The Yoruba are a major African ethnic group; in their culture twins are traditionally very important beings. In the Yoruba language "ibeji" literally means "twins". Carved wooden figures made to house the soul of a dead twin are also called ibeji. These wooden figures, six to ten inches high and carved with the family mask, are often well tended. The Yoruba people believe that this care and tending helps ensure the survival of the other twin. In the Yoruba traditional religion, there is a deity that represents twins called Orisha Ibeji or Orisa Ibeji.
While the birth rate of monozygotic twins is relatively constant worldwide, about 4 per 1000 births, that rate for dizygotic twins varies widely. The incidence of dizygotic twin births in much of Africa is significantly greater than in the United States, with the highest incidence among the Yoruba peoples of Nigeria, with a frequency of 45 per 1000 births. In fact, the Yoruba town of Igbo-Ora boasts of an average of 150 twins for 1000 births and is therefore considered Nigeria's, and the world's, capital of twins.
Traditionally, when twins were born, the parents would visit a Babalawo, meaning, "father of mysteries", to find out their wishes. The first of the twins to be born is traditionally named Taiyewo or Tayewo, (which means 'the first to taste the world'); this is often shortened to Taiwo, Taiye, or Taye. Kehinde, "the last to come", is the name of the last-born twin (It is now quite common among Yoruba's to also refer to Kehinde's as "Kenny".)
It is said that Kehinde sends Taiyewo to check out what life is like on earth and to tell him (or her) whether it is good. Therefore, Taiyewo goes as sent by Kehinde, and becomes the first child to be born. He then communicates to Kehinde spiritually (believed to be from the way he cries) whether life is going to be good or not. The reply determines if Kehinde will be born alive or stillborn. Both return to where they came from if the reply from Taiyewo is not good enough for both of them.
The Yoruba traditionally say that Kehinde (or "Kenny") is the true elder of the twins despite being the last to be born, because he sent Taiyewo (or "Taiwo", "Taiye" or "Taye") on an errand, a prerogative of one's elders in Yorubaland. Kehinde is therefore referred to as Omokehindegbegbon (which means, "the child that came last becomes the elder"). However, the first-born twin is also sometimes referred to as Taiyelolu, which is short for Omotaiyelolu and means, "the child that came to taste life excels".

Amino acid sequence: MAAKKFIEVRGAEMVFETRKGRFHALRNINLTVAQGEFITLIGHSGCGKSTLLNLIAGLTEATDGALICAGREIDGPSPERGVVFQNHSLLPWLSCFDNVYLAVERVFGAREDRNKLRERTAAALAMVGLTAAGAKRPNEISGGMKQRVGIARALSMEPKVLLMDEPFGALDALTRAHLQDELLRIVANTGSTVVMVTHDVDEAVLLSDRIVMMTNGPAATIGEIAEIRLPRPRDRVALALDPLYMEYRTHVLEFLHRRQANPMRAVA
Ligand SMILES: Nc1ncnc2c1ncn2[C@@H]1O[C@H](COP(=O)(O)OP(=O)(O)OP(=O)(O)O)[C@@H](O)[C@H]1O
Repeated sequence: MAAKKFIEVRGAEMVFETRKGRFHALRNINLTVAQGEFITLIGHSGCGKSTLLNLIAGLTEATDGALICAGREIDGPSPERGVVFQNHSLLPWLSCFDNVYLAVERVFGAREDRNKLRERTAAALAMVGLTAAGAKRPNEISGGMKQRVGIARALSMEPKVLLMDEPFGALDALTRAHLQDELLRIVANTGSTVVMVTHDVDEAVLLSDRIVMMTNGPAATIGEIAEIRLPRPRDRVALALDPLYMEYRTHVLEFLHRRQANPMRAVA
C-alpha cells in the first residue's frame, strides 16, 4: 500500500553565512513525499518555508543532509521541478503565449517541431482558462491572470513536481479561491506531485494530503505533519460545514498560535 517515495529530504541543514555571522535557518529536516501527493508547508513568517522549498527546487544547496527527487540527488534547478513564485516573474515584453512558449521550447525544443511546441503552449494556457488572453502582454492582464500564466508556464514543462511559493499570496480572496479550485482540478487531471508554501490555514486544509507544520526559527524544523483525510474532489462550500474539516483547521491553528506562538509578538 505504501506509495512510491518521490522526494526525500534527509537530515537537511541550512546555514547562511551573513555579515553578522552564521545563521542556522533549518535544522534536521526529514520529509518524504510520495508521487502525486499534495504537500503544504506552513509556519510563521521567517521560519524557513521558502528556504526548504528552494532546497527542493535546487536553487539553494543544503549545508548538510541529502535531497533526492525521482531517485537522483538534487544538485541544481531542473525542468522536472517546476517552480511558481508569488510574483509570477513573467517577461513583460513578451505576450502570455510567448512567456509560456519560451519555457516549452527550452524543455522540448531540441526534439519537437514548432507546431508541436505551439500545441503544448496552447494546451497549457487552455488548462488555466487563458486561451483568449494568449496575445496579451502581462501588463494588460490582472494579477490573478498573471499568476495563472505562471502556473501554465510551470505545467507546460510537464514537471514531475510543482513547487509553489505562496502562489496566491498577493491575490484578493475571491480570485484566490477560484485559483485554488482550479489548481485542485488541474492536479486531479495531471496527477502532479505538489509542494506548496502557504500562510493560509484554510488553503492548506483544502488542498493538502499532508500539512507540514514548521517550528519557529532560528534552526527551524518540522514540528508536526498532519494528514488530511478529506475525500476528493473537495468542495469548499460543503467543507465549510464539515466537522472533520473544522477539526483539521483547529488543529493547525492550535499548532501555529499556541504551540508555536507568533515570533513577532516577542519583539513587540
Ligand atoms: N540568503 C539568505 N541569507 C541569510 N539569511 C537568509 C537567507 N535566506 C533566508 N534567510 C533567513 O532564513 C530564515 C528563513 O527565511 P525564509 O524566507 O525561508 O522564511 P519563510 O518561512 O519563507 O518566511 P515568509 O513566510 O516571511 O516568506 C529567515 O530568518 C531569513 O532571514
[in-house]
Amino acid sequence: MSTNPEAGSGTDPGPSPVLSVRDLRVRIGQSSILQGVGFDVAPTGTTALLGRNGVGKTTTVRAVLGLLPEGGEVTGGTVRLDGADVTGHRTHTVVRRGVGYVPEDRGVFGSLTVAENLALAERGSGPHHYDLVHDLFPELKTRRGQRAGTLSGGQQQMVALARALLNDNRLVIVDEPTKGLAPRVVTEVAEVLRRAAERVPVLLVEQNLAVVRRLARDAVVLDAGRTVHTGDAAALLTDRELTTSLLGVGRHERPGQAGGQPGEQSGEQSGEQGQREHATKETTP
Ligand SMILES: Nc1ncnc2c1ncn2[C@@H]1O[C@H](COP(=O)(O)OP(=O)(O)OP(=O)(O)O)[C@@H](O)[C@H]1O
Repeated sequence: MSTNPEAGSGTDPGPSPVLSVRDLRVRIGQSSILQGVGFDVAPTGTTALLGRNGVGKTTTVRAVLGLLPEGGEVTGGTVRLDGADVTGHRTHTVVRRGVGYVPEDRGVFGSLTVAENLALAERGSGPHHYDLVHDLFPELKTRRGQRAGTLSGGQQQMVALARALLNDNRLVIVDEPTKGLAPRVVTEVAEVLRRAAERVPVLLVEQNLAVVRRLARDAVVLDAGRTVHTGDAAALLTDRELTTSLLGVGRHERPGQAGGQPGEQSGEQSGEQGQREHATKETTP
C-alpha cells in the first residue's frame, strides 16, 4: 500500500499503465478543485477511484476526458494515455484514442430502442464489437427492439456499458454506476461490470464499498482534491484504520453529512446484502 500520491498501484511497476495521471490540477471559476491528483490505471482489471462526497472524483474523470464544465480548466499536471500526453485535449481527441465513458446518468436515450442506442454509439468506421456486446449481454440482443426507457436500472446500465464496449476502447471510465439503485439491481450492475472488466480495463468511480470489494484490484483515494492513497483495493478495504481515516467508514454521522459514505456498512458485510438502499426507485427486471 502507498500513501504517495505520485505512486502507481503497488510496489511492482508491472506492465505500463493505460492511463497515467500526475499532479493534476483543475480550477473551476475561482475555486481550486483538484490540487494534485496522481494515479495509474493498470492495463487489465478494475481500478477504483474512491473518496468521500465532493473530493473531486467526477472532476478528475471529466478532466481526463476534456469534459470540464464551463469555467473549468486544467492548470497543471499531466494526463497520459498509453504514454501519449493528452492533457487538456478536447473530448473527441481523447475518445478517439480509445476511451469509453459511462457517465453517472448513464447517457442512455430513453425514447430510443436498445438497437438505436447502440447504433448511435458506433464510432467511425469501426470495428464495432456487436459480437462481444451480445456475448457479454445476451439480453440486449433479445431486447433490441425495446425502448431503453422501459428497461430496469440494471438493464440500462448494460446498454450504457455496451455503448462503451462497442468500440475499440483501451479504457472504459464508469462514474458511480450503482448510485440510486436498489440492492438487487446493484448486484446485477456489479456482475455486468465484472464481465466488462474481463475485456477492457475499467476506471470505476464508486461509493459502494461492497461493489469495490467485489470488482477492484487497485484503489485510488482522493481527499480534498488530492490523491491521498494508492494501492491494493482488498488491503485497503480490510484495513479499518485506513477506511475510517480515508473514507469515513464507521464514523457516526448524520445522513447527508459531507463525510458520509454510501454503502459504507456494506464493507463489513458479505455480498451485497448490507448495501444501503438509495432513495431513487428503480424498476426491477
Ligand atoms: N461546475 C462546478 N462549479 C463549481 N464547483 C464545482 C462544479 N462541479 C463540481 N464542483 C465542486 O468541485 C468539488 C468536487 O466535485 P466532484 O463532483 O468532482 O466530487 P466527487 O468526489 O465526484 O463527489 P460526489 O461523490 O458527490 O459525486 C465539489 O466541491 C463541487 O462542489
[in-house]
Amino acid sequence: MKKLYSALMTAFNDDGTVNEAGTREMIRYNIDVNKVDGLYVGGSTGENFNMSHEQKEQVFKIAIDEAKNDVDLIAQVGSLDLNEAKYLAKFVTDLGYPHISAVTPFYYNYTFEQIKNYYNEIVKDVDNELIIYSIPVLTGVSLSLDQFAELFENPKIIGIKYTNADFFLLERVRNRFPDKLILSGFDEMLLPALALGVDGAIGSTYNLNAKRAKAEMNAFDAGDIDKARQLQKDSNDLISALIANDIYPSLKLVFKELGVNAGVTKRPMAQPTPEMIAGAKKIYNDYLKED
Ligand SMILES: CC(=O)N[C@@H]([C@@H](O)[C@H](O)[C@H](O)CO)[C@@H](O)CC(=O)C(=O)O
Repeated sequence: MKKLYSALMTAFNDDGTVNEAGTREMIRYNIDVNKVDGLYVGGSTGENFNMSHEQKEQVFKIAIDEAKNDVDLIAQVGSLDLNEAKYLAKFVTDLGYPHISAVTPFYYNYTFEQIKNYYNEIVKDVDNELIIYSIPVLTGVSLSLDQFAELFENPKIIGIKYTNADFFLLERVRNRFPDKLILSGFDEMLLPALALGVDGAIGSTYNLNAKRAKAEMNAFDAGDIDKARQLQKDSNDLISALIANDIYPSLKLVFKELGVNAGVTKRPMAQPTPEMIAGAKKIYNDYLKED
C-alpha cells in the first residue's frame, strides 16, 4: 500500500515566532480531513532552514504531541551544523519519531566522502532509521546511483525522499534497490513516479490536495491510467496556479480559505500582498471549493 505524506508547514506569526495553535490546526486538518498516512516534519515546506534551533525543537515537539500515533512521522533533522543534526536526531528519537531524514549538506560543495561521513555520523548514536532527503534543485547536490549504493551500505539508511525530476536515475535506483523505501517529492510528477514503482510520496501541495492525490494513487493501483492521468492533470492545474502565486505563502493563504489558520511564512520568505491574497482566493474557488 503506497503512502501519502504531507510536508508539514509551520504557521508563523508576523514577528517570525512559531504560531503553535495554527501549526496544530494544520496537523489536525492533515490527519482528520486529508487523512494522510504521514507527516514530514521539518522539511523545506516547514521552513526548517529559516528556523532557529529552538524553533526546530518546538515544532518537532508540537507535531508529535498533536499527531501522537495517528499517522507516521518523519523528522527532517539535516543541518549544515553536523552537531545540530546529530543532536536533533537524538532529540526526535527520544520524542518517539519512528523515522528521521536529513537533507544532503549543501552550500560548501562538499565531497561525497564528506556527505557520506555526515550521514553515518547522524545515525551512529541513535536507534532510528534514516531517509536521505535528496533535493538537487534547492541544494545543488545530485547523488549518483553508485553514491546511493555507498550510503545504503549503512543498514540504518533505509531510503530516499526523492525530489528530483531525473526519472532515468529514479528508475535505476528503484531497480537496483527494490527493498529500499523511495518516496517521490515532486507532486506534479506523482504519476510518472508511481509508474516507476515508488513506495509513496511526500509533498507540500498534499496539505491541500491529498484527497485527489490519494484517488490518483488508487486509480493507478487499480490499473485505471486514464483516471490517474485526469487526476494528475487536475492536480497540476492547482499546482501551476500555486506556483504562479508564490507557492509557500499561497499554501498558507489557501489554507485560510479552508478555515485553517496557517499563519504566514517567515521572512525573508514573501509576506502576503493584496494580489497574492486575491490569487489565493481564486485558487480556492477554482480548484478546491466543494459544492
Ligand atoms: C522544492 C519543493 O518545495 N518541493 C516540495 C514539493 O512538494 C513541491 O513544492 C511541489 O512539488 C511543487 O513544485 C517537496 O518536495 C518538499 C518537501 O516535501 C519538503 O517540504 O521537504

Since in Yoruba traditional religion, each person is one soul in the long line of ancestral souls, twins are complex, sharing the same soul - but one of the two is thought to have the spiritual half of the soul while the other has the mortal half. Since there is no way to determine which has the mortal soul and which the spiritual soul, if one twin should die, a carving is commissioned to represent the deceased child. Only the sex and the lineal facial scarifications (if the child had any) are specified and are faithfully recreated in the carved figure. Taiyewo is believed to be mostly the quiet, calmer, and introverted of the twins, while Kehinde is mostly believed to be the extroverted one.
As stated above, there is a common belief in Yoruba religion that both twins share one soul, so if one twin dies at a young age, the balance of the soul is thrown off or disturbed. The death rate of children is very high in Africa, and on account of this, a ritual is carried out to put the twins' soul back into balance. The Ifá priest chooses a well-established carver to create a small figure that symbolizes the dead child. The carver is free to create a figure of the twin in his own image of what he felt about the twin. If both twins die, then two figures are made. The soul is then spiritually transported into the figures. These figures are called ere ibeji. Ibi means born, eji means two, and ere means sacred image. The figure remains as respected and as powerful as the person it represents. The children's parents must treat the statue as if it were real, so it is bathed, fed, and clothed just as it would be in life. The figure is particularly special to the mother, who keeps the figure close to her bed. She rubs the figure with red wood powder to maintain the look of slickness, and she caresses the figure in a loving manner. Rituals and prayers are performed for the child's birthday and other celebrations or festivals.
The head of the figure is associated with the child's destiny, which measures the success or failure of the child. The size of the head is one-third the size of the body because the head is where the spirit resides. The head must be big in proportion to the rest of the body. The figure is very detailed, but it is only a symbol of the child and is not intended to be a realistic likeness but rather a resemblance of a human. The child is shown as an adult, which is common in African sculpture. The features of the child are more mature, including scarifications on the face, and full-sized breasts on female figures. The surface of the figure is very smooth. The figure is motionless to represent discipline, serenity, and confidence. The figure is sometimes made to hold symbolic items. Shells or beads may invoke certain gods or indicate wealth.
- Bruno Claessens, "Ere Ibeji: African Twin Statues", Delft 2013, ISBN 9789038922027
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- "The Yoruba". Lewis/Wara Gallery. 1995. Retrieved 2008-09-02.
- Mobolade, Timothy (1971). "Ibeji Custom in Yorubaland". African Arts 4 (3).
- Leroy, Fernand; Taiwo Olaleye-Oruene, Gesina Koeppen-Schomerus, Elizabeth Bryan (April 2002). "Yoruba Customs and Beliefs Pertaining to Twins". Twin Research 5 (2): 132–136. doi:10.1375/1369052023009. PMID 11931691.
- Ray, Benjamin C. Notes from "African Art: Aesthetics and Meaning" art exhibit. Bayly Art Museum, University of Virginia. January 25 – August 15, 1993.